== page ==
I never used to be overly keen on the hawthorn, as far as trees went. As a child I found it wasn’t really one to climb due to its thorny branches, in bush form they made impenetrable boundaries across the countryside that often thwarted my journeys everywhere I went, oh the obstacles! Why have thorns? It’s not as if it had anything worth stealing…or so I thought.
As I have grown older so has my appreciation for the humble hawthorn. When thinking about it, three uses spring to mind: year round it has excellent firewood, when it burns it gives off enough heat to melt raw (pig) iron. In spring it’s leaves (often the first of all leaves to appear) are a useful addition to any meal. The third is its berries which form in bright red clusters come autumn and have some rather strange properties.
So other than being employed as a primitive barbed wire fence, what makes the hawthorn useful as part of the wild larder?
In my youth hawthorn leaves were well known for curing that annoying empty- stomach feeling, something I often experienced on my way home for tea. No trouble, just reach carefully into the hedgerow and pick a few to chomp on. The leaves capability to dish out such wonderful nourishment and fulfillment of the belly over the centuries earn’t them the name “bread and cheese”. Apparently this means it has the equivalent sustenance levels…not too sure about that. So anyhow, leaves are good and probably at their best in spring.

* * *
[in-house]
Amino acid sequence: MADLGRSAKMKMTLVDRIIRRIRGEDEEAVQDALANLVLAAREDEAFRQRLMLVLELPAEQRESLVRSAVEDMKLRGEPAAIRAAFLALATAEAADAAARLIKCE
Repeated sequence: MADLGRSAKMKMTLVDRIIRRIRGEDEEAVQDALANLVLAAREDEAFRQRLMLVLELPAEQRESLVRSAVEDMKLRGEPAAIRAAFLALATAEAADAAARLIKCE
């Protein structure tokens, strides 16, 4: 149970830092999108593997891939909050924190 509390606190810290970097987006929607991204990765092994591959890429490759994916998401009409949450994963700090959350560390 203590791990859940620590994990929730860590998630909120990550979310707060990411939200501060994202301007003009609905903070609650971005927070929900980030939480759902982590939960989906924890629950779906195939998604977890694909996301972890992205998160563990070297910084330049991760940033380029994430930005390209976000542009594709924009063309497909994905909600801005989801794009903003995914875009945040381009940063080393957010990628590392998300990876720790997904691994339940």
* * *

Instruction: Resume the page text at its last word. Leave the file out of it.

The buds although a bit fiddly can be quite tasty, but will take some time to collect. I like to use the leaves as part of a classic hedgerow spring salad. As with many Chinese leaf varieties you get in salad bags or seed packs these days, our native plants can be used in the same way, they have an abundance of different flavours that need to be matched with a bit of help from the five points of taste; sweet, sour, bitter, salt and umami. In this case umami doesn’t really come into play unless you add Maggi or another savory/protein based ingredient to the dressing, which does work very well. Obviously, you will have to wait till next spring to enjoy this salad at its best.
Hedgerow spring salad:
- · Hawthorn leaves- nutty/apple flavour, wholesome.
- · Sorrel-lemony tang. Nice bite.
- · Dandelion- young leaves less bitter like chicory.
- · Beech leaves- slightly bitter, just taste sort of…fresh
- · Wild garlic/ jack-by-the-hedge- Garlic flavour, jack tends to be a little less potent.
- · Hawthorn buds- aesthetically pleasing (white).
Collect a handful or more if you fancy sharing and give them a good wash. Arrange in bowls and use a simple dressing of olive oil, a sprinkle of sugar, salt and pepper. This way you get to really taste the diversity of the British Hedgerow and I think you will be quite impressed.